China Threatens to Make $100 Billion Tutoring Industry “Non-Profit”

China’s $100 billion a year tutoring industry may soon be forced to go “non-profit” amid growing concerns about escalating costs.

Bloomberg writes that the CCP is now targeting expensive, in-demand private tutors that have become increasingly popular, in part, due to the country’s “one-child” policy.

Since 1980, authorities have used drastic means to limit its population. Under the “one-child policy,” many couples were only allowed one child and those found in violation often faced enormous fines, forced abortion and sterilization. (Story continues below.)

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The education industry has exploded, in part, because families have focused all their energy and resources on one child…with the Chinese tutoring industry now worth an estimated $100 billion.

A $100 Billion Chinese Tutoring Industry

After-school tutoring is an integral part of middle-class life in China. Parents spend thousands of dollars per year to ensure that their children have the best shot at success.

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The push for excellent grades and outstanding test scores is done to help ensure access to elite universities. Many families see tutoring as a way to gain an edge in the ultra-competitive race for university admission.

As a result, tutoring has become a booming business with some couples spending up to $16,000 per year on various tutoring programs, foreign language and music lessons for their children.

Taken at face value, these services make the cost associated with raising children substantially higher — which is what concerns the Chinese government, especially in light of its efforts to improve its gender demographics and encourage families to have more than one child.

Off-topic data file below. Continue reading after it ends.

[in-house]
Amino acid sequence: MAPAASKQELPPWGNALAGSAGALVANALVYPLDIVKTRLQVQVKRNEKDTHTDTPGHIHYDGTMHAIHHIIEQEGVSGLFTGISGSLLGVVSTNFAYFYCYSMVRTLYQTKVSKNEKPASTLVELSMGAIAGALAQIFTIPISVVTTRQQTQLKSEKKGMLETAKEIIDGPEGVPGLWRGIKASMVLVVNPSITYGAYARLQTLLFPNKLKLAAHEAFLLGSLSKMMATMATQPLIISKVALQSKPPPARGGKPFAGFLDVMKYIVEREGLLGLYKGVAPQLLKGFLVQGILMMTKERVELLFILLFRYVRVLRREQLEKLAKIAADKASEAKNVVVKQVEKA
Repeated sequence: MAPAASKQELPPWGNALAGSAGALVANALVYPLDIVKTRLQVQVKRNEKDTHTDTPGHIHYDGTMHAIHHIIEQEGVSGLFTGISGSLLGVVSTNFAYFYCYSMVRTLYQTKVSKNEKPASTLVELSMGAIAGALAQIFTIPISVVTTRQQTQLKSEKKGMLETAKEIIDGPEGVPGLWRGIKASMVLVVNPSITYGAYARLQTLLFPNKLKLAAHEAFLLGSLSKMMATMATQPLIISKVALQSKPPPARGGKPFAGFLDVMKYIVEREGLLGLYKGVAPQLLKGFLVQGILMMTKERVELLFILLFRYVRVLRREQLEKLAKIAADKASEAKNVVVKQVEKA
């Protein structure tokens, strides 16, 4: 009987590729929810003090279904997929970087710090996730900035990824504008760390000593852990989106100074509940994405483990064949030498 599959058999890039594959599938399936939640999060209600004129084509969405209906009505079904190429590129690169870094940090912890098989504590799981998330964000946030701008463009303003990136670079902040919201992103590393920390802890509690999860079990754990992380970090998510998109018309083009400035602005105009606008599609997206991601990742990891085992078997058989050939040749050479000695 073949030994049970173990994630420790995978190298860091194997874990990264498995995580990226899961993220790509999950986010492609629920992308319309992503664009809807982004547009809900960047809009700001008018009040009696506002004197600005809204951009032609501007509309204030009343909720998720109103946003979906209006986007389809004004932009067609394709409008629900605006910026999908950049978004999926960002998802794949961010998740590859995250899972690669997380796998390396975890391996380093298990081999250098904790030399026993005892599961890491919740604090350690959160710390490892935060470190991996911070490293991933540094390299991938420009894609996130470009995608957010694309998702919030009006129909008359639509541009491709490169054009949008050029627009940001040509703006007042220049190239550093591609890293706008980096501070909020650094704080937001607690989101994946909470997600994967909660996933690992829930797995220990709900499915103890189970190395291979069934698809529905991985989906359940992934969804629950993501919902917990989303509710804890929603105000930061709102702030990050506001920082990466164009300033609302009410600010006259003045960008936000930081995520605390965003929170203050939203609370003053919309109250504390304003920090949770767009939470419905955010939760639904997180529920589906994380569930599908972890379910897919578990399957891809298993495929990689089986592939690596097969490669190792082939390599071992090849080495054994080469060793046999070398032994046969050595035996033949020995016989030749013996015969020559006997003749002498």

Correcting a Gender Imbalance

After a massive cultural campaign to promote small families, China is struggling with low birth rates. The country is facing a labor shortage, a gender imbalance, and a collapsing social security system.

In 2020, there were 35 million more males than females in China. The gender imbalance will worsen the catastrophic demographic outlook. Meanwhile, according to a 2019 study, the largest Chinese pension fund is set to collapse in 2035.

The problem is so evident that alarms were set even among the officials of the Chinese Communist Party. The ruling party has since reversed course, making a u-turn on population control.

However, decades of social engineering can’t be undone in an instance.

Now, Chinese authorities are using the same authoritarian means to promote more births. Currently, they have set their sights on private tutors.

Private Tutoring Singled Out, Investors Panic

In June, Chinese authorities imposed a $390,000 fine against Yuanfudao (backed by Tencent) and Zuoyebang (backed by Alibaba). The companies were accused of misleading advertisements and falsifying teacher’s credentials.

Now, regulators have gone a step further. According to Bloomberg, China is considering “asking” tutoring companies to turn non-profit, in an effort to lower costs and curb the growth of the industry.

The measure is a part of a series of rules that include barring tutoring platforms from going public or raising capital, as well as prohibiting the acquisition of educational firms. Foreign capital would also be barred from the sector.

The move has decimated the stock valuations of education tech firms. New Oriental Education, GSX Techedu and TAL Education have all lost value since the news broke.

Many more education companies saw their shares drop as investors abandoned ship. Chinese education stocks were by far the biggest losers in Friday’s trading. (Story continues below.)

The Real Problem? Authoritarianism.

China really has only one response to its social problem. More government control.

Too many births? Implement a one-child policy.

Too few births? Provide financial incentives and crack down on tutoring costs.

But the real question is, will any of these policy controls make a difference? It’s questionable whether the availability of tutoring services makes couples more or less likely to have children.

Financial incentives are not the only factor behind the decision to have children. Consider that Chinese birth rates are still falling even after the repeal of the infamous “one-child policy.”

From that perspective, it appears as though the one-child policy has merely compounded the effects of an underlying social trend towards fewer births. That same trend is present in Korea or Japan, and in most Western countries.

Decades of social engineering, compounded by underlying social factors cannot just be undone by force. That is something that China will have to come to terms with in the coming years.

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